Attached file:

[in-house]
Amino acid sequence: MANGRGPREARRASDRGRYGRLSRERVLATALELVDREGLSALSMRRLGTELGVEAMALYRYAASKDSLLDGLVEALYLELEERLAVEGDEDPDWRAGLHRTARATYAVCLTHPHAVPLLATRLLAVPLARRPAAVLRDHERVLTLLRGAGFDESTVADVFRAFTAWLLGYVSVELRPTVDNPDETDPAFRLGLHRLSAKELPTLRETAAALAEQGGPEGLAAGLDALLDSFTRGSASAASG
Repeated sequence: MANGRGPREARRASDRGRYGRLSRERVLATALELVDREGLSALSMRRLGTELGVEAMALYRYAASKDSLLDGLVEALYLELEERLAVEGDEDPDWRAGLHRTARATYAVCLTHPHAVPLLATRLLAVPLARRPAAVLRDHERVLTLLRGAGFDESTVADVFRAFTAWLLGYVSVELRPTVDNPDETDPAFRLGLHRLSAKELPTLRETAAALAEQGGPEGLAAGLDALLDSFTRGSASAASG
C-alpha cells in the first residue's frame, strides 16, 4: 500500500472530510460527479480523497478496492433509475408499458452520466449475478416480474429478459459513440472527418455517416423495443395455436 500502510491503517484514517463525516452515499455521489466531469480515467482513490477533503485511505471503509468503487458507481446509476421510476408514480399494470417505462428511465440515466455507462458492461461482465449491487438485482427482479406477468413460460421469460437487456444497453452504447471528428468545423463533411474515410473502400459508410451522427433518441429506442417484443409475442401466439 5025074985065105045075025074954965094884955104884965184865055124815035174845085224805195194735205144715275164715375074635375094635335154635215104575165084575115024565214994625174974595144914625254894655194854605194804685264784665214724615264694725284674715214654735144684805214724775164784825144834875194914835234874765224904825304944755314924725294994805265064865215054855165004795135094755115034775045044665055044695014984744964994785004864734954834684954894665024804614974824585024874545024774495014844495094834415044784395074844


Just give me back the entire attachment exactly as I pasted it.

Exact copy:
[in-house]
Amino acid sequence: MANGRGPREARRASDRGRYGRLSRERVLATALELVDREGLSALSMRRLGTELGVEAMALYRYAASKDSLLDGLVEALYLELEERLAVEGDEDPDWRAGLHRTARATYAVCLTHPHAVPLLATRLLAVPLARRPAAVLRDHERVLTLLRGAGFDESTVADVFRAFTAWLLGYVSVELRPTVDNPDETDPAFRLGLHRLSAKELPTLRETAAALAEQGGPEGLAAGLDALLDSFTRGSASAASG
Repeated sequence: MANGRGPREARRASDRGRYGRLSRERVLATALELVDREGLSALSMRRLGTELGVEAMALYRYAASKDSLLDGLVEALYLELEERLAVEGDEDPDWRAGLHRTARATYAVCLTHPHAVPLLATRLLAVPLARRPAAVLRDHERVLTLLRGAGFDESTVADVFRAFTAWLLGYVSVELRPTVDNPDETDPAFRLGLHRLSAKELPTLRETAAALAEQGGPEGLAAGLDALLDSFTRGSASAASG
C-alpha cells in the first residue's frame, strides 16, 4: 500500500472530510460527479480523497478496492433509475408499458452520466449475478416480474429478459459513440472527418455517416423495443395455436 500502510491503517484514517463525516452515499455521489466531469480515467482513490477533503485511505471503509468503487458507481446509476421510476408514480399494470417505462428511465440515466455507462458492461461482465449491487438485482427482479406477468413460460421469460437487456444497453452504447471528428468545423463533411474515410473502400459508410451522427433518441429506442417484443409475442401466439 5025074985065105045075025074954965094884955104884965184865055124815035174845085224805195194735205144715275164715375074635375094635335154635215104575165084575115024565214994625174974595144914625254894655194854605194804685264784665214724615264694725284674715214654735144684805214724775164784825144834875194914835234874765224904825304944755314924725294994805265064865215054855165004795135094755115034775045044665055044695014984744964994785004864734954834684954894665024804614974824585024874545024774495014844495094834415044784395074844